BUIES CREEK -- Think about the happiest moments of your life. Chances are they involve food and eating, said Norman Wirzba, a Duke University professor, the author "Food and Faith: A Theology of Eating" and the speaker at Campbell University Divinity School’s Reavis Lecture Series held Thursday in Butler Chapel.
“I don’t know if there can be anything more delightful than to enjoy a meal together with people and, in that eating together, learn to experience the world as it is—love,” Wirzba told pastors and Campbell Divinity School students, alumni, faculty and staff Thursday over two one-hour sessions. “Eating is no trifling affair. . . . It goes to the heart of our lives as Christians. It goes to the heart of our work of ministry in the world.”
Read the Bible, he said. In there, you’ll find references to food and eating everywhere. Jesus, for example, “was always either coming from a meal, at a meal or going to a meal,” Wirzba said, quoting a commentator on Luke’s gospel.
That food and eating mattered to Jesus shouldn’t be surprising, he said. “Eating serves as a witness of God’s presence in the world. . . . When we [eat] well, we not only experience Sabbath delight, I think we also move to and participate in God’s reconciling of the world.”
But in today’s urbanized, globalized, “fast-food nation,” Wirzba said, many of us want our food cheap and convenient. Because of that, the food system of today is “premised upon degradation,” which includes treating animals and agriculture workers as economic units, he said. That means that “with our eating," he said, "we have made ourselves bad news in the world”—many Christians have come to eat in a way that does not honor God or God’s creations and that does not serve as good news or as a testimony to God’s presence in the world.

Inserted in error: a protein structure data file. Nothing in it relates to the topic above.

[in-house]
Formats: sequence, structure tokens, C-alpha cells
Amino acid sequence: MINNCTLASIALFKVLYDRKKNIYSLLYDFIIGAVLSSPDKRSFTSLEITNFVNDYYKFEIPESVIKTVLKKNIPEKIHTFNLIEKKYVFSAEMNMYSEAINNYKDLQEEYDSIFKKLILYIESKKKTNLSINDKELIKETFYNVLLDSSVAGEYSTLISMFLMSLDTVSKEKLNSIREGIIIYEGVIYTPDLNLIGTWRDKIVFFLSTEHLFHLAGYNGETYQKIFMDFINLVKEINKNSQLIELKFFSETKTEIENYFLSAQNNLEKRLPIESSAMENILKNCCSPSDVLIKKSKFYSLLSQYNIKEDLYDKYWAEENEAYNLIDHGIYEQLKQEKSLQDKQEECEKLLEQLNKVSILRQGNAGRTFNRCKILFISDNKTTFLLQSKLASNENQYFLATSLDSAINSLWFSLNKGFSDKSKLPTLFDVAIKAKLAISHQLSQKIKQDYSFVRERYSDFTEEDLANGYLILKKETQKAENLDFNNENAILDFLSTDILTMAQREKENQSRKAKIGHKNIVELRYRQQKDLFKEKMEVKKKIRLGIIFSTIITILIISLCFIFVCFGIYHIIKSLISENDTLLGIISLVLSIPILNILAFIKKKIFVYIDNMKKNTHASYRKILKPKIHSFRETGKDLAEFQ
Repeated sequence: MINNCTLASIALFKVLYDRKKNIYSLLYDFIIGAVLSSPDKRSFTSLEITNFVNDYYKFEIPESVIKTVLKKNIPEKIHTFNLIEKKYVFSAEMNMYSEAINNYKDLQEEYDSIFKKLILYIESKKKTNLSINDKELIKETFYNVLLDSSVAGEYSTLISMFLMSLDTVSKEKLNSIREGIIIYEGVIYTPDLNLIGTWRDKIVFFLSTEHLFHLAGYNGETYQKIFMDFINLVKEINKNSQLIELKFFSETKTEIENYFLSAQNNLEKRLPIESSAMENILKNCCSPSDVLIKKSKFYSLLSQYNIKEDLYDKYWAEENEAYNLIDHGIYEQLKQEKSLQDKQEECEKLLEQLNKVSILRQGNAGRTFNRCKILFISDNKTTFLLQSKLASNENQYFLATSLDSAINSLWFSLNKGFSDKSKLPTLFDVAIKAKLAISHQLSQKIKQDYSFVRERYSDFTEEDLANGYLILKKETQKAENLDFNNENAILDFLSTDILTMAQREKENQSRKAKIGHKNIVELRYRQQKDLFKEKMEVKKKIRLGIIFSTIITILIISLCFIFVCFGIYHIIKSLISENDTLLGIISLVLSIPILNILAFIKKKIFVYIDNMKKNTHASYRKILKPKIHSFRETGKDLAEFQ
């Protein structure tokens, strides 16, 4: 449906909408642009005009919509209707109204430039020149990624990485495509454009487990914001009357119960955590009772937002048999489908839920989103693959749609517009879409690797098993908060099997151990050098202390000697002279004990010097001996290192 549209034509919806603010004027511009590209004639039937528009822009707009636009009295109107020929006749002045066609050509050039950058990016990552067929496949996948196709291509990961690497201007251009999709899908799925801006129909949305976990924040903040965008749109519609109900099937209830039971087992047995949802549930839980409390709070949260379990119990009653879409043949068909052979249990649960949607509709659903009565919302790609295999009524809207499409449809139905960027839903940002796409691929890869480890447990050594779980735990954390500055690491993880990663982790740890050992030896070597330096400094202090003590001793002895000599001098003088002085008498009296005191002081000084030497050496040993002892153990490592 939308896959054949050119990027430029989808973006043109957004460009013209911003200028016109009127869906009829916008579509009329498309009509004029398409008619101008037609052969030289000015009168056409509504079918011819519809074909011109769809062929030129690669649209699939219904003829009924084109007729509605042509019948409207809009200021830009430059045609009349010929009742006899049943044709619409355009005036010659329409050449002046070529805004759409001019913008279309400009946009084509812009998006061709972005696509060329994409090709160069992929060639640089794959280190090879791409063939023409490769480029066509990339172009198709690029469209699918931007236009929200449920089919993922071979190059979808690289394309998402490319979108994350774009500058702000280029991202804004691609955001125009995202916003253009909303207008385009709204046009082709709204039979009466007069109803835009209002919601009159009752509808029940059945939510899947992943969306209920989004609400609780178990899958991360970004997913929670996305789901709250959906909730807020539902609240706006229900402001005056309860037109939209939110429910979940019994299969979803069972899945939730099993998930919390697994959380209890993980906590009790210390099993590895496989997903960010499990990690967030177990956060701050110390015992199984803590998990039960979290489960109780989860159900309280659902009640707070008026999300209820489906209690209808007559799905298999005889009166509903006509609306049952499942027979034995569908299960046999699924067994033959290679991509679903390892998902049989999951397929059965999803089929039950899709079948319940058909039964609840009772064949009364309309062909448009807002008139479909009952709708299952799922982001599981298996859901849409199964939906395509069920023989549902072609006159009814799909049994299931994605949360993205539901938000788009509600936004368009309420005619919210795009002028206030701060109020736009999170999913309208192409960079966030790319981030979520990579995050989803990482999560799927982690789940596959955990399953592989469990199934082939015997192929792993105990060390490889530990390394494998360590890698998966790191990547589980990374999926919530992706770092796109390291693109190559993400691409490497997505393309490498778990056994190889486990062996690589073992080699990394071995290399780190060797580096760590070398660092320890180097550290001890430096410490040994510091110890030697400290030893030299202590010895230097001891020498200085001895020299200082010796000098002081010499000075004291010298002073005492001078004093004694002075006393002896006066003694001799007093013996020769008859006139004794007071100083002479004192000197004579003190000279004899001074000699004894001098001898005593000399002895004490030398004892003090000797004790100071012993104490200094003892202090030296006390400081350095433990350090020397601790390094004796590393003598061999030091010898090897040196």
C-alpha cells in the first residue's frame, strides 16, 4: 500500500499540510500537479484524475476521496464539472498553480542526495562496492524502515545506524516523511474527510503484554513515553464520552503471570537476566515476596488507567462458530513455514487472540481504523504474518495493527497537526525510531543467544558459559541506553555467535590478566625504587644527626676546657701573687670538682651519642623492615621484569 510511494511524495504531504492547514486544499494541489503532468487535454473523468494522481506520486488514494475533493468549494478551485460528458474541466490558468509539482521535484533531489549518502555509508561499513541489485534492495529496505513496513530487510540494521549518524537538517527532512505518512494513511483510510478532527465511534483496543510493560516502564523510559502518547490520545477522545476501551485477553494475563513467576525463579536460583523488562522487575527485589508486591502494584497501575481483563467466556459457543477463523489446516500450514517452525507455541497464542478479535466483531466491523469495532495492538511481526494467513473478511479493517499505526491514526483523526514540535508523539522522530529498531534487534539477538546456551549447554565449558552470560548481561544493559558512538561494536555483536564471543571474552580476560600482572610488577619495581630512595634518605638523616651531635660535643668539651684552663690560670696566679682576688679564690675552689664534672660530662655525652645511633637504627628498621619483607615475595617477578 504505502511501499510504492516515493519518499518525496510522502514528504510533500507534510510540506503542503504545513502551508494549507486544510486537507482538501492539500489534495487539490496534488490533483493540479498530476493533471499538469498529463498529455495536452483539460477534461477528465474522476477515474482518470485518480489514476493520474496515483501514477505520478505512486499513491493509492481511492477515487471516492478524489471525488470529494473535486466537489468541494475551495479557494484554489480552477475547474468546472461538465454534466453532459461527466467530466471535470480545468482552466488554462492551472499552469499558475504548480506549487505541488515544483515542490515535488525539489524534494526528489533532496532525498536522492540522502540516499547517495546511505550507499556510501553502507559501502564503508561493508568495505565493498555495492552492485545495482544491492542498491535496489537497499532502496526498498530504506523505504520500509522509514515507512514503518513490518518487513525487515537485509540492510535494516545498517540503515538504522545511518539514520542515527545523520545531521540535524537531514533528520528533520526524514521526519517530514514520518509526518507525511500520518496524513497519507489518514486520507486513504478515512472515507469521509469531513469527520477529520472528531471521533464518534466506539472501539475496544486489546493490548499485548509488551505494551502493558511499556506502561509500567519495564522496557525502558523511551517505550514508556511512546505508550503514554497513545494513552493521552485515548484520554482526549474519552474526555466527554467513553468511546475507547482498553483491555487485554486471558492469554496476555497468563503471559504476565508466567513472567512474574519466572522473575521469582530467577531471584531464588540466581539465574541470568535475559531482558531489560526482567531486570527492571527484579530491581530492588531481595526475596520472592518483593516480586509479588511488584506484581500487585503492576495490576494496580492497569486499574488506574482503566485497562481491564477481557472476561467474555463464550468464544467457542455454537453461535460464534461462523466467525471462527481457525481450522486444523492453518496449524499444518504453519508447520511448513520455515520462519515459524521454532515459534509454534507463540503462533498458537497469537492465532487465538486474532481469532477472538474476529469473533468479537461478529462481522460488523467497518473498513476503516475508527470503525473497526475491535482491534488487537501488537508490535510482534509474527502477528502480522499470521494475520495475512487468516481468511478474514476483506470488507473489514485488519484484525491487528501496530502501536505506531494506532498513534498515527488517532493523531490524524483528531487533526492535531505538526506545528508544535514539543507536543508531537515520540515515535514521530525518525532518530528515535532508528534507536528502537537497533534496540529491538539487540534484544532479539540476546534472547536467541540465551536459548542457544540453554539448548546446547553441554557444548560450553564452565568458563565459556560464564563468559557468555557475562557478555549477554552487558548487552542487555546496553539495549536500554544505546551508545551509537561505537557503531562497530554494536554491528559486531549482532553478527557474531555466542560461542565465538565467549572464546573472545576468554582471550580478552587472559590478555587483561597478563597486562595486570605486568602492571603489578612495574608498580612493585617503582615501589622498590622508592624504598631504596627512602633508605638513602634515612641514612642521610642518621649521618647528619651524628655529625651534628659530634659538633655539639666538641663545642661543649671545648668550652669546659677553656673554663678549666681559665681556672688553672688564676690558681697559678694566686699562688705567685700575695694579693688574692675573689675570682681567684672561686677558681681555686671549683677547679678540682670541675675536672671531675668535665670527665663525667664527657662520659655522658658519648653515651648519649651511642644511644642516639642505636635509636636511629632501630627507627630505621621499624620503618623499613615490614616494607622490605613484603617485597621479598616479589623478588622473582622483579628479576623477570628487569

How can Christians change this? One of the best places to learn about what good Christian eating looks like is to turn to the Lord’s Supper, Wirzba said. “John 6 is a very important passage. [It says] ‘Jesus is the bread of life.’ . . . John 6 is telling us that Jesus is our nurture, and we ‘eat’ Jesus so we can be God’s nurture to the world.
“Jesus is our food so that we can be food for the world.”
Wirzba offered the following practical suggestions on how to eat well and on how to be food for the world:
- Become more educated about how the food system works. “Today’s eaters are the most ignorant the world has ever known; we don’t have to be ignorant. There is a lot of good information out there for us to understand how the food system we have came to be and what its practical effects are.”
- Make choices about eating better. “We can decide that we are going to find the farmers who are growing the food in a way that honors the land and the animals and the workers, and we can start to support them rather than the places that don’t honor the life of these other creatures. We should become more educated about the agricultural efforts in this area that are trying to honor the life forms God has given us.”
- Become more involved in the growing of your own food. “I’m not nearly smart enough to grow all my own food to eat, but it’s important for me to have a garden to remind myself constantly about my own impotence and ignorance, so we can become more humble, more grateful eaters.”
- Eat together more. “The reason why eating together matters so much is because it becomes the place where you the church’s ministry happens. That’s where you learn this person is ill and needs help. This is where you learn this person’s tractor is broken; can someone help him fix it? Need and help come together around the table.”
Want more? Read full excerpts from Wirzba’s two talks on the university’s We Are Campbell blog.
About Norman Wirzba: He is a research professor of theology, ecology and rural life at the Duke Divinity School and a research professor at Duke University’s Nicholas School of the Environment. His research interests focus on the stewardship of God’s creation, agrarian studies, and the relationship among place, land, community, church and human thriving. Wirzba’s most recent book is Food and Faith: A Theology of Eating. His other works include The Paradise of God: Renewing Religion in an Ecological Age and Living the Sabbath: Discovering the Rhythms of Rest and Delight.
About the Reavis Lecture Series: L.B. and Mabel Reavis established the L.B. and Mabel Reavis Professorship and Scholarship program at Campbell University in 1991 to promote the ministries of evangelism and church growth. Funding from the program supports the Reavis Lecture Series, which brings distinguished scholars and Christian leaders to campus each year to speak on topics related to evangelism and church growth.
Article and photo by Cherry Crayton